GAMCOTRAP, in conjunction with its Spanish partner, YOLOCAMBA Solidaridad, recently hosted a regional meeting alternative ways of tackling the issue of FGM, and a number of distinguished personalities delivered papers, among was Cindy Gregg, Deputy Chief of Mission at the US embassy in Banjul. Below is a reproduction of the speech by the US diplomat.
The very idea of Female Genital Mutilation is not well understood by mainstream America.  I will admit – Americans don’t understand if it is a cultural belief or a social tradition, such as getting married, is it religious-based or cultural based?  — however it is regarded  – it is deeply embedded into a society and cannot be changed overnight and cannot be changed by one or two people.
With the high rate of immigration to the United States, the practice of FGM appeared in the U.S. with the various cultures. In 1993, a U.S. Congresswoman, Patricia Schroeder, worked hard to bring the issue of FGM to the forefront of American minds and in 1996, the outlawing of FGM was part of an immigration bill passed under the Clinton administration. At that time, health professionals and legal scholars commented that if FGM was made a crime, the practice would ‘go underground’, victims of FGM would not seek healthcare and families would be torn apart if parents were jailed.
In retrospect, this has not happened. In November, 2007, in Atlanta Georgia, an Ethiopian immigrant was found guilty and sentenced to ten years in prison for performing FGM on his 2-year old daughter.  This brought the issue of FGM in America to the forefront once again.  With the exception of the recent Georgia case, no immigrants have been imprisoned. However, it is estimated that there are approximately 200,000 young women ‘at risk’ in the U.S.   What do we mean by at risk?  Young women who live in the cultural enclave where their parents and older generations have brought the practice with them.
But why does one generation continue to cling to this millennia-old tradition?  Studies in the U.S. have found that once the older generations pass on, the newer generations of immigrants seem relieved that they are not allowed under law to perform the circumcisions.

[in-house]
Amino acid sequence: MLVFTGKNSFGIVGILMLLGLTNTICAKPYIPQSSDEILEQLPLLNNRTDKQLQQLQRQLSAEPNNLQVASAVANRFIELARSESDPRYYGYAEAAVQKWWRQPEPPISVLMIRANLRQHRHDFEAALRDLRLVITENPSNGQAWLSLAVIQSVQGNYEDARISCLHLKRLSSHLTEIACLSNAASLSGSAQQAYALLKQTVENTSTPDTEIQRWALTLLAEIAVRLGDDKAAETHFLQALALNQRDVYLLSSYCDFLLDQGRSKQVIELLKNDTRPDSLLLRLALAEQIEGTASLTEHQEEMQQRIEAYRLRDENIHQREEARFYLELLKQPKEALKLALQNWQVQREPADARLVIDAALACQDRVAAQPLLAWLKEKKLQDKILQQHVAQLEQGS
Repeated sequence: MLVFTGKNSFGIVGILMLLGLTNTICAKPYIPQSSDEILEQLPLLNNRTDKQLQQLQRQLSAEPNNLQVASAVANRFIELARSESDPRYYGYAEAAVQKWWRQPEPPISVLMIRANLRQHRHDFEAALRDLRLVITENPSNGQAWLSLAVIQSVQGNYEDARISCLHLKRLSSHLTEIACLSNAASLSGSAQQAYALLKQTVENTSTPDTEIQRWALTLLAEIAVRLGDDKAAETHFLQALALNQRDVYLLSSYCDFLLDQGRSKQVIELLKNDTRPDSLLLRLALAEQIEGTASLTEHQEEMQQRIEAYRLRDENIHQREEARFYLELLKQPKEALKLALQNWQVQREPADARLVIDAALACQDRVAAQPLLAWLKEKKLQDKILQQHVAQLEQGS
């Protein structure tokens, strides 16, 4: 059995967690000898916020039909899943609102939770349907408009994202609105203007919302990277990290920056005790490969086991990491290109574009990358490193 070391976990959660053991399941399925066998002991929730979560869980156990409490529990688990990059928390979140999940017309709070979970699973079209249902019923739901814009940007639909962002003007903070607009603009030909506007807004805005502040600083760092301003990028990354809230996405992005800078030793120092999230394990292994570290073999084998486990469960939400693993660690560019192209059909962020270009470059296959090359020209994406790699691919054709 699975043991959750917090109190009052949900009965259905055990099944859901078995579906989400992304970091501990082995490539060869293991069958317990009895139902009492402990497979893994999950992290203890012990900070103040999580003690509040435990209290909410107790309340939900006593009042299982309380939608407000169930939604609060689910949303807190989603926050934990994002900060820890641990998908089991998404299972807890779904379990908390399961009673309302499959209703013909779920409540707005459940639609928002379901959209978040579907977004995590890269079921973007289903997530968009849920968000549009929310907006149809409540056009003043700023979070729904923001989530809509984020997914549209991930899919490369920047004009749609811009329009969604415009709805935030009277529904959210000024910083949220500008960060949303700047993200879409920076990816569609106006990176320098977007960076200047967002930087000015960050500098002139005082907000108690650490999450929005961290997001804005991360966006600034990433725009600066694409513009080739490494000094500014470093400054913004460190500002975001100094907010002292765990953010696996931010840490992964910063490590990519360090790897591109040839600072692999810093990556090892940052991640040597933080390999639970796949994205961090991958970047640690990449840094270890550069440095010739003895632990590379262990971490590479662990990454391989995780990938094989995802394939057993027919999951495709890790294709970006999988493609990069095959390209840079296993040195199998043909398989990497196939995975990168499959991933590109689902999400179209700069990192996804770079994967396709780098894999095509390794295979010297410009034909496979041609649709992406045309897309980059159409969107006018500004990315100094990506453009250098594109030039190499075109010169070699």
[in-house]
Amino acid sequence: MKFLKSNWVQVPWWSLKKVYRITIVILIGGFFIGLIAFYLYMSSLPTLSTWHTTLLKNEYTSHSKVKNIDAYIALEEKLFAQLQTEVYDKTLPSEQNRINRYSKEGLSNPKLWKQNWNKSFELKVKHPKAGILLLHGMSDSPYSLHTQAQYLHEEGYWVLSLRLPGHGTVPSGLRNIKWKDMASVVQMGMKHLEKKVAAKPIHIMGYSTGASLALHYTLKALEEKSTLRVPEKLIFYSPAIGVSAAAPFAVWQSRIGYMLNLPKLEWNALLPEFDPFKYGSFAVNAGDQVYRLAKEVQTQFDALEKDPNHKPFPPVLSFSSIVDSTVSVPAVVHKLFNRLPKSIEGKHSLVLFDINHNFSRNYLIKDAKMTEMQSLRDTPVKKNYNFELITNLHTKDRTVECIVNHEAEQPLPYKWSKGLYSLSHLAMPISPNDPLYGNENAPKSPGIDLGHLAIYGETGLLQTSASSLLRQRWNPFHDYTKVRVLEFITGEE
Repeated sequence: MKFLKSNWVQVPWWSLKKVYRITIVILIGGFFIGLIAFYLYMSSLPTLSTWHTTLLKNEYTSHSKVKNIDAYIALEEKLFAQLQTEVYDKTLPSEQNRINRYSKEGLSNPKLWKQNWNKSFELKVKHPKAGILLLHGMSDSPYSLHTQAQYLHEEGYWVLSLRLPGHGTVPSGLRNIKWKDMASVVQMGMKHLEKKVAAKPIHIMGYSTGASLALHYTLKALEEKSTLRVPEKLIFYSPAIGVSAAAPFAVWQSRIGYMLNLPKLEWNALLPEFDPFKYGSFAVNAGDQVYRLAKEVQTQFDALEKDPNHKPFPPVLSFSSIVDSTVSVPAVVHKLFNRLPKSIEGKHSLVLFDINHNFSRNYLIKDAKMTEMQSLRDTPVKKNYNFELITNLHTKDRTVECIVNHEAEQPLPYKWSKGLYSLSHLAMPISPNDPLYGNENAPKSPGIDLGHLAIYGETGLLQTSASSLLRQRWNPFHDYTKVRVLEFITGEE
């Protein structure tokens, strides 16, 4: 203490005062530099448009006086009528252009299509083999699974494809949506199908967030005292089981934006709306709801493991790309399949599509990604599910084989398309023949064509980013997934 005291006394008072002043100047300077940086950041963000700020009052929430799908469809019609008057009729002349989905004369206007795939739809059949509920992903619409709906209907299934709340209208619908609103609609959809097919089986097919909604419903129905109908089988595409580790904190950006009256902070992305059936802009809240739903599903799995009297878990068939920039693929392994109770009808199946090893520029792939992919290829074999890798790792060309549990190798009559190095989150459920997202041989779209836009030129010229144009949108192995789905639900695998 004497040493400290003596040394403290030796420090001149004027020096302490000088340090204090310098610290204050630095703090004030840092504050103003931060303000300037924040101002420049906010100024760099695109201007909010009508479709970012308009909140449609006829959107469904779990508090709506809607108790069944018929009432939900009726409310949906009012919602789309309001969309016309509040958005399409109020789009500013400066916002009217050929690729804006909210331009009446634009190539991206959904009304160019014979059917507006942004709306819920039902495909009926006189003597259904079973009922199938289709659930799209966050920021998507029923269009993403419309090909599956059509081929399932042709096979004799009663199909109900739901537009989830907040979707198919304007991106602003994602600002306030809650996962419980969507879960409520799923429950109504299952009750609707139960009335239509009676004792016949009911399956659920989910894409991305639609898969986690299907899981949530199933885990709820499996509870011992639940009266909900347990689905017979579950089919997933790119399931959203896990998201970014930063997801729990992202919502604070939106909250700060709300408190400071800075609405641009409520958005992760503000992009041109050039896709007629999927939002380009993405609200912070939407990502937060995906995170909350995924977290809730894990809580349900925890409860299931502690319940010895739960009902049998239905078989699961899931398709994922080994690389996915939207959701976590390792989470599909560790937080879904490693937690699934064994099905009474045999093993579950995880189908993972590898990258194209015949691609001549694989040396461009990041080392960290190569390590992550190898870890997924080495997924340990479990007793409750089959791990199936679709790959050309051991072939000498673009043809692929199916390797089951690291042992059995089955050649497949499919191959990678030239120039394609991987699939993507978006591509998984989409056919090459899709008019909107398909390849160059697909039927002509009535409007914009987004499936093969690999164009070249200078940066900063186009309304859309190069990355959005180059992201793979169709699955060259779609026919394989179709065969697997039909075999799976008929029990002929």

As societies and cultures evolve – some more willingly than others and some faster than others due to their economic upswing – their traditions must evolve at the same time.  Cultures are not static – and their traditions should not be static either.  Traditions should complement a culture, help the people grow, educate the young and lead its young people forward. Traditions – and cultures – should not harm and prevent growth.
How do groups then, such as GAMCOTRAP and Yolocamba Solidaridad, begin to change a tradition?  When working with such an issue as FGM, it is important to remember:
First –FGM is both a matter of women’s rights and of cultural self-determination.
Second – do not pass judgment on another’s cultural customs.
And third –combating the practice of FGM is a long-term process of persuasion that
must be conducted within communities, not by outsiders.
With these three important points always in mind, GAMCOTRAP and YOLOCAMBA Solidaridad set out to change the world, a little at a time.  How can we – you — help them?
There are several ways:
Through formal education – issues that affect the rights, the future and the well-being of children as well as benefit the society as a whole should be incorporated into the formal school curriculum.  This was best demonstrated with the Civil Rights Movement in the U.S.  Following the passage of the Civil Rights Act in 1964, public schools in the U.S. were mandated to incorporate a broader history of the Blacks in America and the positive impact that they had on American growth and civilization.  
Through informal education – or what we call – grassroots education, meeting with mothers, fathers, and young women, village leaders, religious and community leaders.  It is necessary to make people understand that their silence is consent. Not speaking up, not doing anything, not changing harmful practices is just as wrong as doing the actual circumcision itself. People need to be empowered not to remain silent, but rather stand up for the rights of women, themselves, and their children.
Through non-governmental organizations and funding opportunities – Again, I would like to thank the Region of Madrid for taking such an important step in funding this project to sensitize Gambian men and women about the harmful effects of FGM. The U.S. Embassy very much admires and congratulates Dr. Isatou Touray and the work that she has accomplished in The Gambia. And we are proud of all the Gambians throughout the country who have ‘thrown down the knife.’ They have realized that for their cultures to thrive and for their children to thrive, their traditions must change to protect the young, ensure their health and well-being, and guard their rights.
Sources: The Female Genital Cutting Education and Networking Project; February 11, 2007